Trip to Jerusalem, Bethlehem, Dead Sea, Aqaba, Petra, Wadi Rum and Tel Aviv
2-12 November 2012
We initially decided to visit Israel in early November , mainly because of the great weather there and also because of its many historic attractions. After suggestions to drive south to Eilat, I discover one can actually easily cross into Jordan and visit the famous Petra. So here is the travel log of our trip...
Note : Please do follow the wiki links of this travel log to learn more about these fascinating places.
After a 3 hour flight we arrive at noon in Tel Aviv and take a one hour cab ride to the Jerusalem Leonardo Hotel.
Weather is indeed very nice and warm and sunny. We decide to visit the 'old' town of Jerusalem. This is probably the oldest town in the world dating back perhaps 4000 years BCE. During its long history, Jerusalem has been destroyed twice, besieged 23 times, attacked 52 times, and captured and recaptured 44 times. So after a short 10 minute walk we arrive at the Damascus gate of old Jerusalem and have a delicious (and inexpensive) BBQ lunch at Abu's restaurant.
Lady selling grapes at the market just outside the Damascus gate.
The market outside the Damascus gate
Once we pass the Damascus gate, the streets are very narrow and steep, and we see an older man using a novel method to slow his cart.
Note the street signs in Arabic and English, put up when Jerusalem was part of Jordan in 1949.
After the six day war, Hebrew was added in 1967.
The old City (about 1Km square) is roughly divided into the Muslim Quarter, the Christian Quarter, the Jewish Quarter and the Armenian Quarter
Every Friday Franciscan monks celebrate the Stations of the Cross along the Via Dolorosa.
A novel (or maybe not so novel) method of visiting the old town
And after several hours of walking through the old town we head to the western wall just before sunset. Many orthodox Jews seem to hurry to get to the wall.
As it is Friday, only men are allowed by the wall.... and I was able to enter Wilson's Arch
Dome of the Rock is just above.
Next day we head back to the old city and the Damascus gate.
We enquire about the bus going to Bethlehem and decide to take the 20 minute ride to this Palistinian territory. I had the misconception that it was well outside Jerusalem in the countryside. In effect it looks and feels like a suburb connected to Jerusalem. Though one does pass through an impressive security 'border post'.
We walk up through the old town of Bethlehem and see the main market full of fresh produce and teeming with people.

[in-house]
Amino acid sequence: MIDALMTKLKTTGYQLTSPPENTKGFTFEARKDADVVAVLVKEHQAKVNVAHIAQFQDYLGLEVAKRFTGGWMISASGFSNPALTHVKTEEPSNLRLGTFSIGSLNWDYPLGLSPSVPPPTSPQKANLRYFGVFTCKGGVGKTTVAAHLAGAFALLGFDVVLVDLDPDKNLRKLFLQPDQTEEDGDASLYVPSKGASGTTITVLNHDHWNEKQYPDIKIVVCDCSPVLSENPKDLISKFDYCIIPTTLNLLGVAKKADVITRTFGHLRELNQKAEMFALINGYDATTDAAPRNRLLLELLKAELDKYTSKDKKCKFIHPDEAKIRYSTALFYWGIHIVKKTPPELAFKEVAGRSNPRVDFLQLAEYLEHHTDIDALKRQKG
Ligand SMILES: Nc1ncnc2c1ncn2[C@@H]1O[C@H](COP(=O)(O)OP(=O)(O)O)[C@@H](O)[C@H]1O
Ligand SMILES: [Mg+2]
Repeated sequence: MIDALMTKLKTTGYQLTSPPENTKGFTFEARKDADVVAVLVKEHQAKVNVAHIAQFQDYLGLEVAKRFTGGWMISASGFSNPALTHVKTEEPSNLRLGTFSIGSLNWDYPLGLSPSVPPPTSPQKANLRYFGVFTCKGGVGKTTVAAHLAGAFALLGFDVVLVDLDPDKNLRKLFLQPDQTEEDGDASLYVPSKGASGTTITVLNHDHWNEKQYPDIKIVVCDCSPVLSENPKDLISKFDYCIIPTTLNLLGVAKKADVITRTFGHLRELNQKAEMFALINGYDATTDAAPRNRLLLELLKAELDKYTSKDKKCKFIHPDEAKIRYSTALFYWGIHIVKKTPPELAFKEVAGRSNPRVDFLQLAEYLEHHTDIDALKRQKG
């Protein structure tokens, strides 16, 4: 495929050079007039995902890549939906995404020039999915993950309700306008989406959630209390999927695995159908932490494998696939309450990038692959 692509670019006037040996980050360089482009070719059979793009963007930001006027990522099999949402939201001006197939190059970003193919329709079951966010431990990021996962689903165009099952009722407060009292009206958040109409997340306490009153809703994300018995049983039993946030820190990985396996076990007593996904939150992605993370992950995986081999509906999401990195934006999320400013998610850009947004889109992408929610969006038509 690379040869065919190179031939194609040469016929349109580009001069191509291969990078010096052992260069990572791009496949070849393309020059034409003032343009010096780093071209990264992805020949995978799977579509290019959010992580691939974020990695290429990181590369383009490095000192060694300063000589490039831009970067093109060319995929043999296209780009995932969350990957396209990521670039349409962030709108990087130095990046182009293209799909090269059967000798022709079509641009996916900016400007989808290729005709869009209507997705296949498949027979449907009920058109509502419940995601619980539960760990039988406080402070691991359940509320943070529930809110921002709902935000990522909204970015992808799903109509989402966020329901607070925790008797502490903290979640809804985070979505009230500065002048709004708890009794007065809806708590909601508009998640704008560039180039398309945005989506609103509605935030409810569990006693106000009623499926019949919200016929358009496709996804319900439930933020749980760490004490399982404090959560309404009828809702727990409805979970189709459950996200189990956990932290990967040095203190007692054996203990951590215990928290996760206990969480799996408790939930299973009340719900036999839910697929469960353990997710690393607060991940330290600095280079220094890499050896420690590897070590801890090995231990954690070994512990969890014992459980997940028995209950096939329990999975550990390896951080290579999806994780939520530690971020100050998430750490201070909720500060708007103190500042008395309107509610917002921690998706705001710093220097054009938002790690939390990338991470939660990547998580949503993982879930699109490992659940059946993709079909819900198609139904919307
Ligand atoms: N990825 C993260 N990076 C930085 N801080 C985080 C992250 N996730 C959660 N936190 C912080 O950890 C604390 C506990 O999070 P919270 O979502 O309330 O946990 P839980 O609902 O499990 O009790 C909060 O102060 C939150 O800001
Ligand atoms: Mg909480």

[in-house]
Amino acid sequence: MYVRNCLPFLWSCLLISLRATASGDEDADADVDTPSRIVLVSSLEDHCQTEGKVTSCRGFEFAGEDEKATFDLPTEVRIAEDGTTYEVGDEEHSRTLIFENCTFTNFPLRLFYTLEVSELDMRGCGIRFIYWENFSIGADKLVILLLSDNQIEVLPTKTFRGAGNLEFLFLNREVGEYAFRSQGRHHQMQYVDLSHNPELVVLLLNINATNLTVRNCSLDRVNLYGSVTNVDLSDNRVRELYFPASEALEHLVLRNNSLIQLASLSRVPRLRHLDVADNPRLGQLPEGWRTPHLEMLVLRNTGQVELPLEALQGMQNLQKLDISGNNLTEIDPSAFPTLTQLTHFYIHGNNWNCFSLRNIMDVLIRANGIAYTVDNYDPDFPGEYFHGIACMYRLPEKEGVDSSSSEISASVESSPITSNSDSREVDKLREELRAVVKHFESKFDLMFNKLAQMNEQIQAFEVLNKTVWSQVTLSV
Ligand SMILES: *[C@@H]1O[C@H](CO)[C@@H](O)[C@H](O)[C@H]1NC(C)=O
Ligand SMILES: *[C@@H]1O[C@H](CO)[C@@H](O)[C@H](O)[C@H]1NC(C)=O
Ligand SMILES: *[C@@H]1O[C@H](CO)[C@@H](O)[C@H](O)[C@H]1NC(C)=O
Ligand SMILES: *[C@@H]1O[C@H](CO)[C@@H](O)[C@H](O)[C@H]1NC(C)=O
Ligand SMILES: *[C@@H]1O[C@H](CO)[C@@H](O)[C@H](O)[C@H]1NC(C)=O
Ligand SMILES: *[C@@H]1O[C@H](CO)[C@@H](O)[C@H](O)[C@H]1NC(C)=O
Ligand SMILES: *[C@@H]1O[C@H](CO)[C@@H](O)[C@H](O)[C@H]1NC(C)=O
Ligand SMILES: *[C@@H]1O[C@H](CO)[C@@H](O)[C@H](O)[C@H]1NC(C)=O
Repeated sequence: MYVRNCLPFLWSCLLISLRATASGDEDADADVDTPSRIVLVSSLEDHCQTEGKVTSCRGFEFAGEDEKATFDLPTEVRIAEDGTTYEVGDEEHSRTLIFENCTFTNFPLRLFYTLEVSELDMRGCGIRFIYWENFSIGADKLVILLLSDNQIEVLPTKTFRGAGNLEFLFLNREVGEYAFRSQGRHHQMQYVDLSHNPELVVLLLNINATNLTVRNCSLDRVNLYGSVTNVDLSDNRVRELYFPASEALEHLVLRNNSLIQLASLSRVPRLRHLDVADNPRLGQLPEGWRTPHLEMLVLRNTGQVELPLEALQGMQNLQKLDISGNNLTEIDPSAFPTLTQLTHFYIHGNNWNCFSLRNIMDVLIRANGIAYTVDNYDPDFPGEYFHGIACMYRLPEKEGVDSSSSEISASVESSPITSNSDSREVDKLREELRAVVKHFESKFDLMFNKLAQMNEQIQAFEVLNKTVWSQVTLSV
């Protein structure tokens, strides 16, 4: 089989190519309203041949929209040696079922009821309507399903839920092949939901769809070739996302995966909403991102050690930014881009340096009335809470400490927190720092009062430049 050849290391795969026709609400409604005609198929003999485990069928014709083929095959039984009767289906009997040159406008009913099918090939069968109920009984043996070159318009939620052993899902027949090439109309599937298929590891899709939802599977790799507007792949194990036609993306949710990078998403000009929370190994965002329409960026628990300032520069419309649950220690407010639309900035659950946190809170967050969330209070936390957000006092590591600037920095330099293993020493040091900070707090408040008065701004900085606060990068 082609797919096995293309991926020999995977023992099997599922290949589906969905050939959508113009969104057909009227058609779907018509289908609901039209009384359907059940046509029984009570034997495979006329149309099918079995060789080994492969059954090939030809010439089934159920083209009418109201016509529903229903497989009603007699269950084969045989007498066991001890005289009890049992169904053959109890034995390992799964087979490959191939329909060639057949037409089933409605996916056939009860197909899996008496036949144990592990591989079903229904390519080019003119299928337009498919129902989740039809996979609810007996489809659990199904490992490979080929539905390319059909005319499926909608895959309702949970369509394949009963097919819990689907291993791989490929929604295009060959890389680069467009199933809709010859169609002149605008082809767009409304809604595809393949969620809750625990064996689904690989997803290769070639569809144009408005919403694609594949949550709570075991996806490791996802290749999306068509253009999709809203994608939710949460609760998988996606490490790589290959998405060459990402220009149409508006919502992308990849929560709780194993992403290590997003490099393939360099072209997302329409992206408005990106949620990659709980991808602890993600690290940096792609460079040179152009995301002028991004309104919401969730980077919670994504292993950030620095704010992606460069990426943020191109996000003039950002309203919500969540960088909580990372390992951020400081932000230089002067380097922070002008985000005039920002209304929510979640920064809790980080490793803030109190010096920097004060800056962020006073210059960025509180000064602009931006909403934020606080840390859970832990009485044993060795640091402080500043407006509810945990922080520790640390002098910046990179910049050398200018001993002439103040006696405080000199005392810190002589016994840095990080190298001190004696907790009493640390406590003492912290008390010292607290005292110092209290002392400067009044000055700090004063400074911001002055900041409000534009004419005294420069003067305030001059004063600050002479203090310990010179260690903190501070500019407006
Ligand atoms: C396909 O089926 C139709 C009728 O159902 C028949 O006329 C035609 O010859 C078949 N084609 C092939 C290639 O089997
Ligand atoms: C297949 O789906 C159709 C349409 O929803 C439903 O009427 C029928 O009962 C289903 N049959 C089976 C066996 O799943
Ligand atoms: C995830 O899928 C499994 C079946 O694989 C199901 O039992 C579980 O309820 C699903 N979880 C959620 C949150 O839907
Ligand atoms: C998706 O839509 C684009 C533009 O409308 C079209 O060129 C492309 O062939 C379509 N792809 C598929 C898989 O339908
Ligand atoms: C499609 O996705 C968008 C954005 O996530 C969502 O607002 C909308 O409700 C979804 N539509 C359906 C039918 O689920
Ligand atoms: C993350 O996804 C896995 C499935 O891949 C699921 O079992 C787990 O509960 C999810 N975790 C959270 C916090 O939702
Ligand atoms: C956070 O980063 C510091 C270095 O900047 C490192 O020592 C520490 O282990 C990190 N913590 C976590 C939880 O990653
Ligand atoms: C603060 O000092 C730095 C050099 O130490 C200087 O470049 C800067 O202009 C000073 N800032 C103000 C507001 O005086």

Including Mother Teresa nuns from India...
After an hour or so, we arrive at the main square...
which ajoins the Church of the Nativity... one of the oldest churches on earth, but not nearly as old as the temples of Luxor which we visited last year.
This is at the entrance known as the Door of Humility.
The decorations are predominantly orthodox and the visitors are from around the globe.
We have a great falafel lunch at a small restaurant within a two minute walk from the church. People are incredibly friendly.
Going back to Jerusalem on the public bus, we go through the checkpoint... an Israeli lady followed by a tough looking soldier carrying his machine gun. No problems at all.
We visit old Jerusalem again...
A typical scene while sipping coffee at a cafe in old Jerusalem.
And a view into the local spice store...
On the way back we visit the Church of the Holy Sepulchre
Nice dinner and wine at the Leonardo
Next day we walk down to the 'town center' to rent a car for our trip to the Dead Sea and Eilat...
On the way we stop on the mount of the olives to take a picture of old Jerusalem and Dome of the Rock
We stop at a 'free beach' area and I take a quick dip in the incredibly warm (and clear) water of the Dead Sea.
We are at an altitude of minus 400 meters or minus 1200 feet.
The Dead Sea, with 30% salt content, has ten times more salt than the ocean. Hence one floats way high like this:
And we see incredible 'snow like' salt crystal scenes similar to this one:
After another two hour drive , across the Negev desert, we arrive in Eilat, where I leave the rental car at the border post.
One has to walk across the dead-man zone into Jordan... it is best not to travel with a ton of suitcases!
Entering Jordan is easy (but one must pay an exit fee from Isreal... around 100 sheckels).
We then take a ten minute cab ride to our Intercontental hotel in Aqaba.
We have a great dinner at the Ali-something restaurant near the mosque... and a 15 minute walk from the hotel.
Next day we rent a car (about the double the Israeli rate of 22USD per day) to drive to Petra and other places. But gas is real cheap here.
The highway takes us about 1 hour north and above 1000m (3000 feet). Many trucks doing the Aqaba to Amman trip (Jordan's only sea port).
After driving further west and above some 1600m high passes we arrive in Petra... a booming tourist town and one of the new seven wonders of the world.